DURING a brief patch of sunshine in severely inclement weather, the Member for the Federal seat of McMillan, Russell Broadbent, visited Long Jetty at Port Welshpool last Thursday to renew the Federal Coalition’s promise to contribute towards the restoration of the historic jetty to safe pedestrian access if it won the August 21 election.
This time around, Mr. Broadbent vowed that $3 million would be available for the project, which he envisioned as being undertaken in cooperation with South Gippsland Shire and the local community.
The announcement was almost a replay of a commitment he made in October 2007 for the previous Federal election (prior to the significant fire damage suffered by the jetty in the interim), when Mr. Broadbent offered $3.5 million to restore Long Jetty for recreational and commercial usage.
Asked about the difference in promised funding amounts, Mr. Broadbent said that on each occasion he had “asked the community what they needed and they had advised him of the amount they wanted.”
In the sunny 2007 photograph, Mr. Broadbent was flanked by Gippsland South (State) member and Nationals leader Peter Ryan, Port Anthony developer John Anthony of Ancon Australia, then-Mayor Heather Bligh, Cr Kieran Kennedy, Port Welshpool Working Group (PWWG) Treasurer Lyn Lucas, and various members of PWWG and the Welshpool and District Advisory Group (WDAG).
Bob McDonald, who has been researching and reporting on possibilities for Long Jetty’s restoration and use on behalf of WDAG, said that $3 million matched the amount that engineering firm Marine and Civil has estimated to be the cost to restore Long Jetty to basic use.
Marine and Civil has offered a construction partnership option to WDAG for development of an underwater observatory in the event that Long jetty is reopened for public access.
Present for Mr Broadbent’s announcement were representatives of Port Welshpool Working Group (PWWG), WDAG, South Gippsland Shire and residents of both Welshpool and Port Welshpool.
WDAG President Paul Macphail described Mr Broadbent’s pledge as a “very strong and positive step forward to doing something.”
He continued, “More detailed costings would have to be done but I am very hopeful we could get it up and running on $3 million.
“I am also very hopeful that whoever wins government will support it.”
PWWG’s Lyn Lucas said that if the jetty was restored by whoever was in power as the new Federal Government, it would allow the opportunity for the proposed underwater observatory to be developed.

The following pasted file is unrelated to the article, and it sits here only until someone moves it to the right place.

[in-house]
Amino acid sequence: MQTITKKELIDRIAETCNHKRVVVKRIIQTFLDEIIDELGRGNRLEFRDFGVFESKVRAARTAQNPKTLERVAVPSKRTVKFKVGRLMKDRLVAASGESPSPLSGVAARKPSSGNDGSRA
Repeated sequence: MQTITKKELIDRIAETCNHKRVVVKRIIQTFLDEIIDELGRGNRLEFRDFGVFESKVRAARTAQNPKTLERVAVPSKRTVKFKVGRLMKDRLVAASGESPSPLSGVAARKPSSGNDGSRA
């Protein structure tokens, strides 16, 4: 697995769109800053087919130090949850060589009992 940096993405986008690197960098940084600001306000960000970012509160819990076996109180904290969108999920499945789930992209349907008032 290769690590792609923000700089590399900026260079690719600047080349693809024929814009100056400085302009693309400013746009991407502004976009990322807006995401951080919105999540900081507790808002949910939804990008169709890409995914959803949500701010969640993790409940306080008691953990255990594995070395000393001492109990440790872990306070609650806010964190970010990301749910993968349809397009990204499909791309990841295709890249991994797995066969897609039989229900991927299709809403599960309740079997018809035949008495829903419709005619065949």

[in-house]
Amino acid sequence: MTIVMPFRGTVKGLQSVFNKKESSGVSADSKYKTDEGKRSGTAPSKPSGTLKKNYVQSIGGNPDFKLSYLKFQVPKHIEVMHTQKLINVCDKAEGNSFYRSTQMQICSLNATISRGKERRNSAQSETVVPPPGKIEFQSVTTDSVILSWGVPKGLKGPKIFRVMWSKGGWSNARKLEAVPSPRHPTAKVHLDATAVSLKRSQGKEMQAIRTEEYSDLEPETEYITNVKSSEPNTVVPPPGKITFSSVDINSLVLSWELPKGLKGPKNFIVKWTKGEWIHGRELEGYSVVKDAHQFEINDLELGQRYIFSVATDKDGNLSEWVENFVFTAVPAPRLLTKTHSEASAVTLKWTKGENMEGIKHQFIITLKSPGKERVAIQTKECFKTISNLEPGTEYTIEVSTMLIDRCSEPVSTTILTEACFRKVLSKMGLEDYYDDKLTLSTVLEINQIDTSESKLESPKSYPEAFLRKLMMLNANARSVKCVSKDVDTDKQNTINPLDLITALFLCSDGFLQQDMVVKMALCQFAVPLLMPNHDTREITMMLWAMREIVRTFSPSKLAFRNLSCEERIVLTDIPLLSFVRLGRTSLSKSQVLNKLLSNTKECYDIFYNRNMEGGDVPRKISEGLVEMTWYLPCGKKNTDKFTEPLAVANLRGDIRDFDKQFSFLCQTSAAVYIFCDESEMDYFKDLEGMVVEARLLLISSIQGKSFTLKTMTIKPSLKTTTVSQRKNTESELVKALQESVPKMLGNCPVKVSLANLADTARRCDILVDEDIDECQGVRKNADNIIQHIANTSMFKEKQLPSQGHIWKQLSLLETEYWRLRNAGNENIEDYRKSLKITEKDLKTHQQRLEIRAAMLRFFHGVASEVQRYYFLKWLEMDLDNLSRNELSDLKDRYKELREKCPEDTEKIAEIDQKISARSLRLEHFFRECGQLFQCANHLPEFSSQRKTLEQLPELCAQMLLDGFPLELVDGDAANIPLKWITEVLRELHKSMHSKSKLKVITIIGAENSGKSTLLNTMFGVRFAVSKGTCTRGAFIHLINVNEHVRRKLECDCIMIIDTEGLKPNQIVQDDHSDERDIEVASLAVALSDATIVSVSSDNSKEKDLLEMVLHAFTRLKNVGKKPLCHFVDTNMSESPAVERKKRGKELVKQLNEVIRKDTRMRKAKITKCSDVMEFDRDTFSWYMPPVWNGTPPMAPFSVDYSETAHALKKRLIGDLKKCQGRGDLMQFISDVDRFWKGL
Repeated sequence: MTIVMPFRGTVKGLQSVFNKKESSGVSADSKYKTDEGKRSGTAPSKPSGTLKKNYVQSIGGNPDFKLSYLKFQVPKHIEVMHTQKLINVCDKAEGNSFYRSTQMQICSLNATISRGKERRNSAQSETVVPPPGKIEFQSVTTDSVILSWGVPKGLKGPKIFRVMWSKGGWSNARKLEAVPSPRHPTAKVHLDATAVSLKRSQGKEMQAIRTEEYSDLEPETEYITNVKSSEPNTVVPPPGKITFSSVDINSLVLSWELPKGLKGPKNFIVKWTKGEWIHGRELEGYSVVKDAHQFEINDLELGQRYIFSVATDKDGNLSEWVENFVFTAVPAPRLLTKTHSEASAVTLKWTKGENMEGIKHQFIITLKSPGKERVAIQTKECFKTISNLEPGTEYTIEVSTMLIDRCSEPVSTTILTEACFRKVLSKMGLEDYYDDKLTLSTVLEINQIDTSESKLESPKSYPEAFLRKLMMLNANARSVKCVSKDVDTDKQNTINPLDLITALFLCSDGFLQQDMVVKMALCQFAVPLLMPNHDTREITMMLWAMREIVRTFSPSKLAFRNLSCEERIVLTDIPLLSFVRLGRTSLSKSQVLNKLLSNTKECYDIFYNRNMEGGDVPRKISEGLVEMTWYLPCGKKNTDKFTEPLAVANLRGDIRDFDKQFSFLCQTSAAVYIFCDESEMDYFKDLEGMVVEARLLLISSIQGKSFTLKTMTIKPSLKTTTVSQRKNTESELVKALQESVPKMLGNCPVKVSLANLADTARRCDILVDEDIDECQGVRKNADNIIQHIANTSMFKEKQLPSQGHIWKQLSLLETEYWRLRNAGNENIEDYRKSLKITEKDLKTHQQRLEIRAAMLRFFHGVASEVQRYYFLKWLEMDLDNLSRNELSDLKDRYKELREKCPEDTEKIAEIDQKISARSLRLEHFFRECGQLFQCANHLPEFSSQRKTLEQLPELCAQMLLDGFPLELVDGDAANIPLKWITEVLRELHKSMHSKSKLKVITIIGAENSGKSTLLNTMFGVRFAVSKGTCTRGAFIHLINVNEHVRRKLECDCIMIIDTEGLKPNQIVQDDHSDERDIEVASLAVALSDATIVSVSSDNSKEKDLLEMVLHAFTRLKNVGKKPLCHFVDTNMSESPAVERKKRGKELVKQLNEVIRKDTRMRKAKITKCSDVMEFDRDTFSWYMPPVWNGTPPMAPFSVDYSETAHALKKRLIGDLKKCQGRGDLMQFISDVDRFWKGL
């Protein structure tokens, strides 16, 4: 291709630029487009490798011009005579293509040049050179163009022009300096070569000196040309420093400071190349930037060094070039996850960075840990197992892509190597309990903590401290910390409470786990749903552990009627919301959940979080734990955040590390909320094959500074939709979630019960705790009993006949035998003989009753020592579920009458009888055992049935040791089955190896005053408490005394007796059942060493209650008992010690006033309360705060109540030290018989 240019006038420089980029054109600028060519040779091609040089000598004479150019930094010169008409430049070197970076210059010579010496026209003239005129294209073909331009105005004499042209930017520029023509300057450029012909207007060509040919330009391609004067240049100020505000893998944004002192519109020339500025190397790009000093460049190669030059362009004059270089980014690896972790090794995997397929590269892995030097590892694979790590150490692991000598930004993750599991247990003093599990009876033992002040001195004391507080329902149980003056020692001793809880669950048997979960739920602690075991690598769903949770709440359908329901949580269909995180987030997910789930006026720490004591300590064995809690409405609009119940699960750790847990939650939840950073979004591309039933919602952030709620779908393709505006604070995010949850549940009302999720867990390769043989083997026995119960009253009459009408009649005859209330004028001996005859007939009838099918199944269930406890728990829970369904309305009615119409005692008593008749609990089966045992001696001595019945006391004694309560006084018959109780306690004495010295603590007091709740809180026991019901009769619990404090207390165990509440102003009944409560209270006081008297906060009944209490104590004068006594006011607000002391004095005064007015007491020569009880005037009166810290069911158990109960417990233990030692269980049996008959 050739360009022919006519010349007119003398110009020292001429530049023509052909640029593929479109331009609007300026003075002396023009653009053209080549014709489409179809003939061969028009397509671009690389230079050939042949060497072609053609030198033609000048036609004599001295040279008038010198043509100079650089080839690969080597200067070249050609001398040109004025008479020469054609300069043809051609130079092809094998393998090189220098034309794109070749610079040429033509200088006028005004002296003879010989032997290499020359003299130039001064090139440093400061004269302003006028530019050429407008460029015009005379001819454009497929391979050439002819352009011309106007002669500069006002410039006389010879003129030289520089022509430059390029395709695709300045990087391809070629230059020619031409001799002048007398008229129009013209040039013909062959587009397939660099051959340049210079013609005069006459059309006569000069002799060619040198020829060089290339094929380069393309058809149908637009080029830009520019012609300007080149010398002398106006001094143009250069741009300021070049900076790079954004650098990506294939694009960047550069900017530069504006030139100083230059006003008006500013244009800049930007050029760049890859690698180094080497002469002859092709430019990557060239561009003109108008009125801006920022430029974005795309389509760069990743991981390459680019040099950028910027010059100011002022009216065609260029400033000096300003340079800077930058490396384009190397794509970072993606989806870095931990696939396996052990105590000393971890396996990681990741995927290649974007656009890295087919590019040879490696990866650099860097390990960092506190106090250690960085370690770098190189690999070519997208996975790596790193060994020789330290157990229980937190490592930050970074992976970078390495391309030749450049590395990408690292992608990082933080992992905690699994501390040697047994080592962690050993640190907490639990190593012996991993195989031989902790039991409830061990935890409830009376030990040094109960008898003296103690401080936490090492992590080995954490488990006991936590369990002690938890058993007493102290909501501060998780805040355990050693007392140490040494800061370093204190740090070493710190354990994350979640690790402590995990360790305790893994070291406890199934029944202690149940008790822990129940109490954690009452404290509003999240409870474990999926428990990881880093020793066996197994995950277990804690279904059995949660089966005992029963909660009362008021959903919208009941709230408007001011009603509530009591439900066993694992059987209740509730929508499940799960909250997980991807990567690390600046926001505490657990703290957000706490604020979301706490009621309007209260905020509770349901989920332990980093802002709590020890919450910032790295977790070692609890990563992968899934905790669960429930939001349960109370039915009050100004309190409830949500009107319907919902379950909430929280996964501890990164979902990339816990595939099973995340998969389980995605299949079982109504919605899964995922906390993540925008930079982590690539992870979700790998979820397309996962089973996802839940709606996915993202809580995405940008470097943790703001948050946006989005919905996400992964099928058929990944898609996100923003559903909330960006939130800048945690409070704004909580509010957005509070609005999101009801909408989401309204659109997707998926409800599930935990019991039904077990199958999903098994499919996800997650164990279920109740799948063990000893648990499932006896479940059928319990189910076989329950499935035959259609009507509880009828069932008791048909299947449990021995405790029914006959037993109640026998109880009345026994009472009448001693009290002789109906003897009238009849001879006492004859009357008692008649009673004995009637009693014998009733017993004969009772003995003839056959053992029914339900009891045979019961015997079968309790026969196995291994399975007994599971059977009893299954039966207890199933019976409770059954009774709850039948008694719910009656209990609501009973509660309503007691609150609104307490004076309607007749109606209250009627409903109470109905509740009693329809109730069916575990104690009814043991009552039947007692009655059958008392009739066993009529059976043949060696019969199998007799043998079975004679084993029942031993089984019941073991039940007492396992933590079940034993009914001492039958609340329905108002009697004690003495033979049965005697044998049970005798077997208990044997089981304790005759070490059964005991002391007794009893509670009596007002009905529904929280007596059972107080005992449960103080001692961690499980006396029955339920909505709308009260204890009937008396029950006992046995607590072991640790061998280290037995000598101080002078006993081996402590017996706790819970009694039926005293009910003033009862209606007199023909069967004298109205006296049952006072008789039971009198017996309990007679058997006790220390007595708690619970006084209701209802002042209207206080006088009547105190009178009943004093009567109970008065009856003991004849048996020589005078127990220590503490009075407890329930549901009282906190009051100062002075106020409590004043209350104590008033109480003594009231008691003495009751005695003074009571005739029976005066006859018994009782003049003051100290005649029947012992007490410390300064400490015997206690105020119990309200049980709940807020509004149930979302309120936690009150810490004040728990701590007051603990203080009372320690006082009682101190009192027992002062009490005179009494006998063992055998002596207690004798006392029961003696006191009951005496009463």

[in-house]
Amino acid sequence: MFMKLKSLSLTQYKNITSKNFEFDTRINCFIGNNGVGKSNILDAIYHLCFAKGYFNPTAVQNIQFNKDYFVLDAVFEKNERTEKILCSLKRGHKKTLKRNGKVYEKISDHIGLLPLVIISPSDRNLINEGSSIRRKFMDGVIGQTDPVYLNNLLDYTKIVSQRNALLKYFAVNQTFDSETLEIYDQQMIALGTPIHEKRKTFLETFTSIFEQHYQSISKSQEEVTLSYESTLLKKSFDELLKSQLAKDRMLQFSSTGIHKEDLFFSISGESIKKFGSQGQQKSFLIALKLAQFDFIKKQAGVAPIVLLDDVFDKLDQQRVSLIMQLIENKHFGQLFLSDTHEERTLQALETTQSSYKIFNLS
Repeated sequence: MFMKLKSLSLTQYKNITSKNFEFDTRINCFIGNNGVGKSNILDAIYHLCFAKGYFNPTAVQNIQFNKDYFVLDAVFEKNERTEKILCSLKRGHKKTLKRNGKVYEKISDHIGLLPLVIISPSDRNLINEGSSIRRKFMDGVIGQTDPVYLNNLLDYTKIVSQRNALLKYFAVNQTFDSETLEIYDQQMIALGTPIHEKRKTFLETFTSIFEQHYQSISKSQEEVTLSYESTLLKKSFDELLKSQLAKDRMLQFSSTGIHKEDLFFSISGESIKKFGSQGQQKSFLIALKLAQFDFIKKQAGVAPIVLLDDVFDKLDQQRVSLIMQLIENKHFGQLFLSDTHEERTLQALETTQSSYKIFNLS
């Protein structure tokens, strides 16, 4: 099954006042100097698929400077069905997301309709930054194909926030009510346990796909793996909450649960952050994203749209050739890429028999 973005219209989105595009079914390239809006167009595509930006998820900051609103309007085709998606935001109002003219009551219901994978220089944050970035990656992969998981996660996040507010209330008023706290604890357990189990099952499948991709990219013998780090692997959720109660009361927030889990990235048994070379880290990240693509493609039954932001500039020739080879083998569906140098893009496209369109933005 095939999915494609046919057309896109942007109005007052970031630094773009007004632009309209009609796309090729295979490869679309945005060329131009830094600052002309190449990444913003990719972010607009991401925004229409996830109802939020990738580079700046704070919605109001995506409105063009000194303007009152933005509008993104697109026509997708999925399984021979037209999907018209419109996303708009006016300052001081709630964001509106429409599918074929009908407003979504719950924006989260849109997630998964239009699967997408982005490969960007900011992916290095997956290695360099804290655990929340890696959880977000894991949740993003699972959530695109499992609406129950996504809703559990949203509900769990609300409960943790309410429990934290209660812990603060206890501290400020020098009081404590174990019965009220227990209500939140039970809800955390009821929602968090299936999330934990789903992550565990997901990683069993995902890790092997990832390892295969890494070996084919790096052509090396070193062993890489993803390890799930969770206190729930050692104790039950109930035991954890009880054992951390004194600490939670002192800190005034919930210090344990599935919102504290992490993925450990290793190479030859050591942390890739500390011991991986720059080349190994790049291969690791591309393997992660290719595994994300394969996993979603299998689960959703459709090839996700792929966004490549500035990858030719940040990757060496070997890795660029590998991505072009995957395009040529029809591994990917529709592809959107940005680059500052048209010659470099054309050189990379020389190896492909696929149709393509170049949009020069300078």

She explained that after paying back the costs for its own construction, the income from an observatory could then provide income towards the jetty’s ongoing maintenance, which she initially envisaged would be funded by the State Government.
HISTORY AND ECONOMICS
Mr Broadbent stated that restoration of the jetty, which was originally built during the depression years, was vital not just for Corner Inlet but to the wider South Gippsland region.
“It would open the jetty up once again for recreational anglers, particularly those with disabilities, and it would also open up the opportunity for the development of an underwater observatory that promises to attract many tourists to the area.”
Mr. Broadbent added that Long Jetty had played an important part in the development of South Gippsland and had assisted in various aspects of national defence.
Coastal Promontory Ward Cr Mohya Davies reminded that Long Jetty’s reopening was one of South Gippsland Shire’s priority projects that would potentially be important for stimulating tourism and jobs throughout the year, regardless of season.
Council’s Tourism Coordinator Christian Stefani anticipated that $3 million would be the minimum required to make Long Jetty accessible to the public but would still provide an economic boost to the region.
“There would be a greater economic multiplier effect if the underwater observatory could be developed,” he said.
“The draft of the business case to reopen Long Jetty has been received by Council and supports our expectations and assumptions of what restoring Long Jetty could do.
“The final report will be put to a coming Council meeting, probably in September,” he said.
Mr. Broadbent paid tribute to the PWWG for its work in having Long Jetty heritage- listed.
He believed that without their efforts, the jetty would most likely have been dismantled.
In turn, Mr Macphail thanked Mr Broadbent and also his State colleague Peter Ryan for their “fantastic enthusiasm and support for the Long Jetty project.”
When queried if WDAG had received any messages of support for Long Jetty from the Federal Australian Labour Party, Mr Macphail said nothing had been heard at this stage but he would equally welcome a pledge of support from that quarter.
Mr Broadbent advised that the Long Jetty funding announcement was be the only one he would be making in South Gippsland during the election campaign.